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Why I Love… Cookeville

Highlands Residential Services Executive Director

Dow Harris

What do you love about the Cookeville area? “It’s home” is what I love most about the entire Cookeville area. I am a true Cookevillian, born and raised here. Graduate of Cookeville High School and Tennessee Tech University. It’s just a great place to reside and raise your family. I have been blessed to be able to have the career of helping people in my hometown now going on 42 years, 30 with Highlands Residential Services, the Housing Authority, and 12 with the City of Cookeville Water and Sewer department. I love my “hobby” farm, a commercial beef cow/calf operation that averages 90 to 100 head of cattle annually. But, most of all, I love the family atmosphere and my family, consisting of my wife Karen, sons Matthew (and daughterin-law Alyssa), Mark and Luke, and daughter Letisha. My greatest joy are two granddaughters, Emma and Chloe. What do you think makes this area special? Cookeville is still a small town atmosphere! We have good people who still wave while passing by, smile and speak to one another wherever we may be. It has great opportunity for careers, low unemployment, opportunity for small business or growth with existing businesses. We have good schools, home of Tennessee Tech University and specialized medical care. We are all fortunate to have Cookeville Regional Medical Center here with us. The city and state parks, Center Hill and Dale Hollow lakes most convenient and just a superior location along the I-40 corridor makes Cookeville very special. Our diverse climate with all four seasons makes for exceptional nature experiences. We have excellent sporting activities and the overall quality of life differentiate Cookeville and certainly make it special.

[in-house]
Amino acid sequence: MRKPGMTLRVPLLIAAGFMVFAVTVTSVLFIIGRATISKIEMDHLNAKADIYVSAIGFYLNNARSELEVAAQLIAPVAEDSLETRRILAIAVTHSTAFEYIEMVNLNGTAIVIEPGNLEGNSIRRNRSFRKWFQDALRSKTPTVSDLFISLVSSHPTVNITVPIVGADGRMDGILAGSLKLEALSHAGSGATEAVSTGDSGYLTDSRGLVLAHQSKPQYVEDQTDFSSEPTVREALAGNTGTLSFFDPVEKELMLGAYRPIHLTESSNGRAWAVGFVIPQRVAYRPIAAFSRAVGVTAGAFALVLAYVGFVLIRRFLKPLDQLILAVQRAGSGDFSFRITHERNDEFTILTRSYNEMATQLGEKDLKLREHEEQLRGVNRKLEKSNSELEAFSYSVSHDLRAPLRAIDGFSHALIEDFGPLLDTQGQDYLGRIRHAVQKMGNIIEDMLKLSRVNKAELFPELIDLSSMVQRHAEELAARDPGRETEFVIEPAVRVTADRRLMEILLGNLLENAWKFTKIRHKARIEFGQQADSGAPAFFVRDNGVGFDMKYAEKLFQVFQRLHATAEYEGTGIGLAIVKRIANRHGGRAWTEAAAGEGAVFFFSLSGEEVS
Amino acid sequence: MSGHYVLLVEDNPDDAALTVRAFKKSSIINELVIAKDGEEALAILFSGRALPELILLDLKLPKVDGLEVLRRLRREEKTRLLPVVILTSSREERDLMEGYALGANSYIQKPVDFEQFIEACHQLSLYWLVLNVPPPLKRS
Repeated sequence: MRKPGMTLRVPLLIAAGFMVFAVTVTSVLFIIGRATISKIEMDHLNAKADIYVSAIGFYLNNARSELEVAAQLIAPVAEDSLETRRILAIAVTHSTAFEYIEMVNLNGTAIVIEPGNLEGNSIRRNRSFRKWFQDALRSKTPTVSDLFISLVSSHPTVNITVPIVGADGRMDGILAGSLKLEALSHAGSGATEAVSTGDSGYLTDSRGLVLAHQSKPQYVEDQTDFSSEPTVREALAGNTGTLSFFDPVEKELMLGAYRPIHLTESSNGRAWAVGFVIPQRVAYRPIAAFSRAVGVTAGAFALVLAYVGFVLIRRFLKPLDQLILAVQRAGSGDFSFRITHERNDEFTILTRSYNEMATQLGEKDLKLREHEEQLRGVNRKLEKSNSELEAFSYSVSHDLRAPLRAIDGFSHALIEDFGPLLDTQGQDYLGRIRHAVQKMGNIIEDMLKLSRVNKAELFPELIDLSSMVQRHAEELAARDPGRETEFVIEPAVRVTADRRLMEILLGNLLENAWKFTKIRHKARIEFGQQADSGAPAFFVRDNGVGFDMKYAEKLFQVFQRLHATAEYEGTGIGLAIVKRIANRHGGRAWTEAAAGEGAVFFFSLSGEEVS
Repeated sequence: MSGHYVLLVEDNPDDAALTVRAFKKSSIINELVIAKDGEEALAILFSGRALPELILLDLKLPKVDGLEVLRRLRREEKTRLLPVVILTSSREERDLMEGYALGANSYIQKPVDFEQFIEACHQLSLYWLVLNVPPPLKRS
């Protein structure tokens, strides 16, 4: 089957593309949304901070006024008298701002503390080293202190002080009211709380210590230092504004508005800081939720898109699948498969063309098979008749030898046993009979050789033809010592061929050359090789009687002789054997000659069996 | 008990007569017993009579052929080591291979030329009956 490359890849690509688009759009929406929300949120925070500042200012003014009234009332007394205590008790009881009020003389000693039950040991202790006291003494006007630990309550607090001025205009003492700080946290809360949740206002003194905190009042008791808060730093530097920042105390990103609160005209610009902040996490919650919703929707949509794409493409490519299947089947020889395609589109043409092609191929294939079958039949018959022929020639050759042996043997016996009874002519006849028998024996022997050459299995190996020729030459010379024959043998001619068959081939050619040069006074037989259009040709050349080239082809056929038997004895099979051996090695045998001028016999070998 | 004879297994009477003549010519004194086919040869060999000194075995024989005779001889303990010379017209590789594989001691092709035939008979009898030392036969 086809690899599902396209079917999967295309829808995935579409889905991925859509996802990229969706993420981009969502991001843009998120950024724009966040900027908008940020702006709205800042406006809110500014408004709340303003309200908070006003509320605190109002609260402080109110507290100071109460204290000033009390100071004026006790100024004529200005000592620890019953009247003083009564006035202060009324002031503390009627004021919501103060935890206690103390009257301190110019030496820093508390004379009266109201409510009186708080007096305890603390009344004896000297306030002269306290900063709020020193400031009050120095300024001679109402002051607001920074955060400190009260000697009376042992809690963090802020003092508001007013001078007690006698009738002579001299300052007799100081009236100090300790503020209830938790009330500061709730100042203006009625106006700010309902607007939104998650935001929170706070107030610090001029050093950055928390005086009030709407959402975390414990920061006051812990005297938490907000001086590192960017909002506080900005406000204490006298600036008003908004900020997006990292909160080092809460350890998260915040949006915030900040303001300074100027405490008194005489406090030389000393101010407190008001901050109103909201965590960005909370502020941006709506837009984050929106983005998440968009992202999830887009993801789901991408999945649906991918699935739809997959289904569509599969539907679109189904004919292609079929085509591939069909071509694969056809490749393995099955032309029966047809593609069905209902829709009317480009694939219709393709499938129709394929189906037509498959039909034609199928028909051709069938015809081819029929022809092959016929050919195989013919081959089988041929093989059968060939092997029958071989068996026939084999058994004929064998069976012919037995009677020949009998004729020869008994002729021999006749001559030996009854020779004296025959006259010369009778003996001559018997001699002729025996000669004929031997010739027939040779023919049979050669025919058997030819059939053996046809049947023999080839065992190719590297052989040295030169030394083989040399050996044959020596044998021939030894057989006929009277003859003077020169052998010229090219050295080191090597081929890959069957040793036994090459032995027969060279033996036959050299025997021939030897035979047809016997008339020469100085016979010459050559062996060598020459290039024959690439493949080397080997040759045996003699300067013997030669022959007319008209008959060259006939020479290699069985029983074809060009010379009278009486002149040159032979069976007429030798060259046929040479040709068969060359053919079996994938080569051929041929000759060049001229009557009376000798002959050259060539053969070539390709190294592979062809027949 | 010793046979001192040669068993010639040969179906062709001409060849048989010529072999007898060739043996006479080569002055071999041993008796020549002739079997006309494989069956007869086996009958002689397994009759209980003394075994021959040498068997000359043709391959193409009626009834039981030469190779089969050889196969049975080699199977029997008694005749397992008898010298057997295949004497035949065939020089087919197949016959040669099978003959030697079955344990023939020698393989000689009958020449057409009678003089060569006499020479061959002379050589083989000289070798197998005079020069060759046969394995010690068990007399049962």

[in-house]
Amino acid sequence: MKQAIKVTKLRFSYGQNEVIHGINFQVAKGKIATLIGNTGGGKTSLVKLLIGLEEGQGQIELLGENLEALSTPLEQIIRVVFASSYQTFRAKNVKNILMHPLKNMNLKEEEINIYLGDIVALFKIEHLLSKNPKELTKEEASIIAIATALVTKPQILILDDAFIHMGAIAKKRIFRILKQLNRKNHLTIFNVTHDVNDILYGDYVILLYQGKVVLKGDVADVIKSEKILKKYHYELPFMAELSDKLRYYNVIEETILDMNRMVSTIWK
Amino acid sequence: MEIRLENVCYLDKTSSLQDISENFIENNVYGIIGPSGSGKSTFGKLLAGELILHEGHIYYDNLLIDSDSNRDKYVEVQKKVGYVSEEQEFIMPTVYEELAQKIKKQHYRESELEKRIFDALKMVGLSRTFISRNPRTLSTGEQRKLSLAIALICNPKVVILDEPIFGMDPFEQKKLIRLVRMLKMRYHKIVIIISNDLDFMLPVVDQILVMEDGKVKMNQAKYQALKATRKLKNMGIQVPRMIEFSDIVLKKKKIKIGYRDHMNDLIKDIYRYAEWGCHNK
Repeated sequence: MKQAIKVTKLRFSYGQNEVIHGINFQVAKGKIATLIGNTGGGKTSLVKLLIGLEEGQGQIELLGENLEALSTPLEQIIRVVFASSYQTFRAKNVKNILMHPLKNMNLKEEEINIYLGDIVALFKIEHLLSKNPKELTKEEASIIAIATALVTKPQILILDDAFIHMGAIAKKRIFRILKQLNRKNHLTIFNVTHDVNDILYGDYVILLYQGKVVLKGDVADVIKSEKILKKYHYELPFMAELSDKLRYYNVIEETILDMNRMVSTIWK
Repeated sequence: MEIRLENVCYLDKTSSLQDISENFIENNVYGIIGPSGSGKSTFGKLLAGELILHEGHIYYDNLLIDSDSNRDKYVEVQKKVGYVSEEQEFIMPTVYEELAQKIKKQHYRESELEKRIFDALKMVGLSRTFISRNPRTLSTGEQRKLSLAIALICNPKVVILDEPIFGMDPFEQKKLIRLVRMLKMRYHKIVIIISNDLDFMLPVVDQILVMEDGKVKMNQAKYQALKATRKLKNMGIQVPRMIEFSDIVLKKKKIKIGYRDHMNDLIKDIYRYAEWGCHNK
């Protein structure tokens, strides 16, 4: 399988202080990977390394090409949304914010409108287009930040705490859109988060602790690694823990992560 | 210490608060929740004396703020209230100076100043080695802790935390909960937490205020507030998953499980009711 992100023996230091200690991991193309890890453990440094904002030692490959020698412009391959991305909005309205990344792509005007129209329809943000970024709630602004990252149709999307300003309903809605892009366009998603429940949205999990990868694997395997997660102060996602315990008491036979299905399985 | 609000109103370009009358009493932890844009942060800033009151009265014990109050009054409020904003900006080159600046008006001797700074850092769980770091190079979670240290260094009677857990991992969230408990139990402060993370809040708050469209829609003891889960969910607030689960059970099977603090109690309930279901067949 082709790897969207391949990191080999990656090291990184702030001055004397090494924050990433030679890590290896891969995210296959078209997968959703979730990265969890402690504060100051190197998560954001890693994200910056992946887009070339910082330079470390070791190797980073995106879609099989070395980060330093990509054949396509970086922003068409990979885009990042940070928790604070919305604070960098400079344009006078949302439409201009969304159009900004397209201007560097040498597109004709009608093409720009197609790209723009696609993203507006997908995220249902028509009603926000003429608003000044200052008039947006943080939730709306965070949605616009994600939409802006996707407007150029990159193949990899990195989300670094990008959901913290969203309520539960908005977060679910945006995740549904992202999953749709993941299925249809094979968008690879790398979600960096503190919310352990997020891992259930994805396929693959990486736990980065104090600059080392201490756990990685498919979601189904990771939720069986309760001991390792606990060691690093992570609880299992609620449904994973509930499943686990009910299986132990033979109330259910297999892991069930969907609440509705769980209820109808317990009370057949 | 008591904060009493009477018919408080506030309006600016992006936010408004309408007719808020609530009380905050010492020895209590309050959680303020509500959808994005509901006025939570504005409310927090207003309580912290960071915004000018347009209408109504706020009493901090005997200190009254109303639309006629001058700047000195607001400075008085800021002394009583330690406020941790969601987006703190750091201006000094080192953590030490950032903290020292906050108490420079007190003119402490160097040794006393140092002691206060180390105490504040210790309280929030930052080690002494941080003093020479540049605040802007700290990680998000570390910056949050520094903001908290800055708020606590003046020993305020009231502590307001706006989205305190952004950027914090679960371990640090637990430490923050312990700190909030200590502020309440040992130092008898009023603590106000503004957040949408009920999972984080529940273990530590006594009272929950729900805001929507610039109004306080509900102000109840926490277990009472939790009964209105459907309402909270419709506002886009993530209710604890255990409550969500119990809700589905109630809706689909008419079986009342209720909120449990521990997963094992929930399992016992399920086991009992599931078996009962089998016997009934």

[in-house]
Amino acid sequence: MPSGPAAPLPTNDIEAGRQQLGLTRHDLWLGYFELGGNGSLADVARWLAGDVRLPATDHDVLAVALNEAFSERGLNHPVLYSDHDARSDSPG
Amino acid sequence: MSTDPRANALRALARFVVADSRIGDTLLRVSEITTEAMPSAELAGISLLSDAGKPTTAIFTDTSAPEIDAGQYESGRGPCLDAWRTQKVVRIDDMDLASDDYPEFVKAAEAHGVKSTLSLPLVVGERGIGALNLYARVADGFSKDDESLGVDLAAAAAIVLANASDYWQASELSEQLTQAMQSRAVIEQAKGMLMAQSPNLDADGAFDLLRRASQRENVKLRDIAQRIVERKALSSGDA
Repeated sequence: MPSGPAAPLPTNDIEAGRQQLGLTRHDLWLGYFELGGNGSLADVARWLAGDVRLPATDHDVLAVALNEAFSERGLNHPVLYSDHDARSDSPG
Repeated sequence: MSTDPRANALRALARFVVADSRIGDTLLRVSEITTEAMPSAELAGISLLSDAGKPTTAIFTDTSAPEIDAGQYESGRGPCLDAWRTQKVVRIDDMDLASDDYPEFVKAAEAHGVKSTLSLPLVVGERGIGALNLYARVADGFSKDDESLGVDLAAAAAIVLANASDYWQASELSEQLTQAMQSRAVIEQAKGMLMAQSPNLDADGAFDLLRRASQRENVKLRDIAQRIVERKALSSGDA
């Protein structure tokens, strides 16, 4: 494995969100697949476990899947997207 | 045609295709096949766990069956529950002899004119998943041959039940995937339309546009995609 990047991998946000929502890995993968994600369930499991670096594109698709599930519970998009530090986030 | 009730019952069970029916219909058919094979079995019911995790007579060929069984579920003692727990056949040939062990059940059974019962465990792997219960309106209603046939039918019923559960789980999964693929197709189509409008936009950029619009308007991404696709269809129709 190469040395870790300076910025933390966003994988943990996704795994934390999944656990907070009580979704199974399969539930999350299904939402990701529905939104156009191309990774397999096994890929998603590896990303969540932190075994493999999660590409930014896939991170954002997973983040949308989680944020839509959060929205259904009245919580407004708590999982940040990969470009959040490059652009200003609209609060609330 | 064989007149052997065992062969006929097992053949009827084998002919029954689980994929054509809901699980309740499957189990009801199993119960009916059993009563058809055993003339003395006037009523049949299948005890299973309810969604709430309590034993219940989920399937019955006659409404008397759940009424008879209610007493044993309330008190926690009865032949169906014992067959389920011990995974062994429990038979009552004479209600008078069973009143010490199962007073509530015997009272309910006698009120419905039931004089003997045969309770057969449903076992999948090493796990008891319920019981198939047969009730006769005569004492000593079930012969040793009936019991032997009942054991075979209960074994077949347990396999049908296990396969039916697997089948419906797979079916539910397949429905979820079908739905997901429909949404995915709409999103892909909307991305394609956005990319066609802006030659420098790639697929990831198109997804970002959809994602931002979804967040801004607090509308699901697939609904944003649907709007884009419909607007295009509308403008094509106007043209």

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Are there things that you believe need improvement? Being with the Housing Authority, I have seen first hand the need for additional low-income housing. There is just not enough to go around. It has become a precious commodity, and Highlands Residential Services is working toward developing new and much more modern low-income housing. Transitional housing needs to be addressed, and I see the need for emergency housing on a regular basis. All these do contribute to the ever increasing homelessness populations we are now experiencing in our great community. Are there things that you believe need highlighting? Our people, our community and the greatness of Cookeville certainly needs to be highlighted. Lots of local events with street festivals, all Historical West Side events, and even musical festivals are very attractive. Our location is a highlight with all the natural falls such as Burgess Falls, Cummins Falls and Fall Creek Falls all just a short distance away. I love the hiking trails, the hunting and even — when my patience allows — some fishing. However, I personally would like to see more support for public housing and the resident services programs that are making a difference in the lives of the less fortunate. I see the need to support our children and elderly persons. I see a desperate need for housekeeping assistance for our elderly and disabled populations. Our low income Head Start program operated through LBJ&C, corporation always needs support. And last but certainly not least the Cookeville Rescue Mission needs everyone’s support.